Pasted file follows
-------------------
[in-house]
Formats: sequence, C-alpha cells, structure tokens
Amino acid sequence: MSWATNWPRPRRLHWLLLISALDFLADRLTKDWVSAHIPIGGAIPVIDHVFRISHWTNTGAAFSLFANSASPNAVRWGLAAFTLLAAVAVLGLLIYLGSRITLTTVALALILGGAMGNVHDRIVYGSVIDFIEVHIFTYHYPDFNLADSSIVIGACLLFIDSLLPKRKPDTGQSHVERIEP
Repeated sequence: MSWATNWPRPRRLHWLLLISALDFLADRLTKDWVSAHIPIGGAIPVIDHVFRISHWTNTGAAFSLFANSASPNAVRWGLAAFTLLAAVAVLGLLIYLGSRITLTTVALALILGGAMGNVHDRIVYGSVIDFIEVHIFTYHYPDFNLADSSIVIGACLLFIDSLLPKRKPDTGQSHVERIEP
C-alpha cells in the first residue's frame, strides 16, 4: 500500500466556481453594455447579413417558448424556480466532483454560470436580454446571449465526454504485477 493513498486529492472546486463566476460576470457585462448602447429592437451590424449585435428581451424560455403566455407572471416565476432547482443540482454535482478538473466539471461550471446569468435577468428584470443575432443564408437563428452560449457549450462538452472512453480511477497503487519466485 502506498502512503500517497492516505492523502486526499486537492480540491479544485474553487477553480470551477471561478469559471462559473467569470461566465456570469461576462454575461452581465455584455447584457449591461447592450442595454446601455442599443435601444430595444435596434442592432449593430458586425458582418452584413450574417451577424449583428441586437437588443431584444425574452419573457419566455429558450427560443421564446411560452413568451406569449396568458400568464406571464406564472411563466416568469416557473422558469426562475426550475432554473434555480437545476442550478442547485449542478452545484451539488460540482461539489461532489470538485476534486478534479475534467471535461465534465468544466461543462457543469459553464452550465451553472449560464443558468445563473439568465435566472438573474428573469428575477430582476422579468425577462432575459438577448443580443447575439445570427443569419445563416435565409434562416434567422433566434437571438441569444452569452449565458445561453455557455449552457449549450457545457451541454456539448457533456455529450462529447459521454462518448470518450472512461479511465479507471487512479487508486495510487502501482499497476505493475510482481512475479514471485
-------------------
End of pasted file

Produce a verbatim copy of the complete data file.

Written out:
[in-house]
Formats: sequence, C-alpha cells, structure tokens
Amino acid sequence: MSWATNWPRPRRLHWLLLISALDFLADRLTKDWVSAHIPIGGAIPVIDHVFRISHWTNTGAAFSLFANSASPNAVRWGLAAFTLLAAVAVLGLLIYLGSRITLTTVALALILGGAMGNVHDRIVYGSVIDFIEVHIFTYHYPDFNLADSSIVIGACLLFIDSLLPKRKPDTGQSHVERIEP
Repeated sequence: MSWATNWPRPRRLHWLLLISALDFLADRLTKDWVSAHIPIGGAIPVIDHVFRISHWTNTGAAFSLFANSASPNAVRWGLAAFTLLAAVAVLGLLIYLGSRITLTTVALALILGGAMGNVHDRIVYGSVIDFIEVHIFTYHYPDFNLADSSIVIGACLLFIDSLLPKRKPDTGQSHVERIEP
C-alpha cells in the first residue's frame, strides 16, 4: 500500500466556481453594455447579413417558448424556480466532483454560470436580454446571449465526454504485477 493513498486529492472546486463566476460576470457585462448602447429592437451590424449585435428581451424560455403566455407572471416565476432547482443540482454535482478538473466539471461550471446569468435577468428584470443575432443564408437563428452560449457549450462538452472512453480511477497503487519466485 502506498502512503500517497492516505492523502486526499486537492480540491479544485474553487477553480470551477471561478469559471462559473467569470461566465456570469461576462454575461452581465455584455447584457449591461447592450442595454446601455442599443435601444430595444435596434442592432449593430458586425458582418452584413450574417451577424449583428441586437437588443431584444425574452419573457419566455429558450427560443421564446411560452413568451406569449396568458400568464406571464406564472411563466416568469416557473422558469426562475426550475432554473434555480437545476442550478442547485449542478452545484451539488460540482461539489461532489470538485476534486478534479475534467471535461465534465468544466461543462457543469459553464452550465451553472449560464443558468445563473439568465435566472438573474428573469428575477430582476422579468425577462432575459438577448443580443447575439445570427443569419445563416435565409434562416434567422433566434437571438441569444452569452449565458445561453455557455449552457449549450457545457451541454456539448457533456455529450462529447459521454462518448470518450472512461479511465479507471487512479487508486495510487502501482499497476505493475510482481512475479514471485